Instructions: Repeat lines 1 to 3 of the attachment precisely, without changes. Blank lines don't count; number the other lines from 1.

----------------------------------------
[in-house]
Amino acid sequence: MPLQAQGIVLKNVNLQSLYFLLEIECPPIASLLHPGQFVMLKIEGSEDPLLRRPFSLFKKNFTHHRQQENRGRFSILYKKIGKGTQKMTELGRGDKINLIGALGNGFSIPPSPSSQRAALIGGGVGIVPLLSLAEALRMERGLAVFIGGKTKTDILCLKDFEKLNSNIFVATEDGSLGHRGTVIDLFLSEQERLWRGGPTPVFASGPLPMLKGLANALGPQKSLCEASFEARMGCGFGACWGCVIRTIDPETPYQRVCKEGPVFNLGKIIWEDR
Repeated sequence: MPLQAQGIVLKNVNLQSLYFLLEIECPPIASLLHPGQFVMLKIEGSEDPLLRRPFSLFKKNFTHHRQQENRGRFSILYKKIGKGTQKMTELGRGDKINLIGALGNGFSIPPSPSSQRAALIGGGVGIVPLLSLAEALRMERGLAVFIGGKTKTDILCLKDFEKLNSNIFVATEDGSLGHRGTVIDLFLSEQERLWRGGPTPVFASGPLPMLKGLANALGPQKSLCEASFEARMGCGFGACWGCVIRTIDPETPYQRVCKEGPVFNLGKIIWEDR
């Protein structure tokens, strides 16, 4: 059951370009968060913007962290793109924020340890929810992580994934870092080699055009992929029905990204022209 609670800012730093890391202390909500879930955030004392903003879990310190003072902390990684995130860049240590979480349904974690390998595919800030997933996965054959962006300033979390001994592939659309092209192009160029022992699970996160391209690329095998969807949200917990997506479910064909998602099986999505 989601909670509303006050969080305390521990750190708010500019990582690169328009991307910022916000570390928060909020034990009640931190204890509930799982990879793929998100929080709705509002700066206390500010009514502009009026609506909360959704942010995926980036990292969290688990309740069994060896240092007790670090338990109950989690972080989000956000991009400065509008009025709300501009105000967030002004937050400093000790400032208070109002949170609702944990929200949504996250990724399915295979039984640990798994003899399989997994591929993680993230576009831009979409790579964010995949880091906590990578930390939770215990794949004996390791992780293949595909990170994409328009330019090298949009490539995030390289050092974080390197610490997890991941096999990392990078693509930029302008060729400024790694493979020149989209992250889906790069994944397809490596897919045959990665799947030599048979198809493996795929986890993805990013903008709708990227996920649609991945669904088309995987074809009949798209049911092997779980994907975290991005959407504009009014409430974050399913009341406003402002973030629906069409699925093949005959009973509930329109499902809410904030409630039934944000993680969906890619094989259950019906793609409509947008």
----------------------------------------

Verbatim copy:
[in-house]
Amino acid sequence: MPLQAQGIVLKNVNLQSLYFLLEIECPPIASLLHPGQFVMLKIEGSEDPLLRRPFSLFKKNFTHHRQQENRGRFSILYKKIGKGTQKMTELGRGDKINLIGALGNGFSIPPSPSSQRAALIGGGVGIVPLLSLAEALRMERGLAVFIGGKTKTDILCLKDFEKLNSNIFVATEDGSLGHRGTVIDLFLSEQERLWRGGPTPVFASGPLPMLKGLANALGPQKSLCEASFEARMGCGFGACWGCVIRTIDPETPYQRVCKEGPVFNLGKIIWEDR
Repeated sequence: MPLQAQGIVLKNVNLQSLYFLLEIECPPIASLLHPGQFVMLKIEGSEDPLLRRPFSLFKKNFTHHRQQENRGRFSILYKKIGKGTQKMTELGRGDKINLIGALGNGFSIPPSPSSQRAALIGGGVGIVPLLSLAEALRMERGLAVFIGGKTKTDILCLKDFEKLNSNIFVATEDGSLGHRGTVIDLFLSEQERLWRGGPTPVFASGPLPMLKGLANALGPQKSLCEASFEARMGCGFGACWGCVIRTIDPETPYQRVCKEGPVFNLGKIIWEDR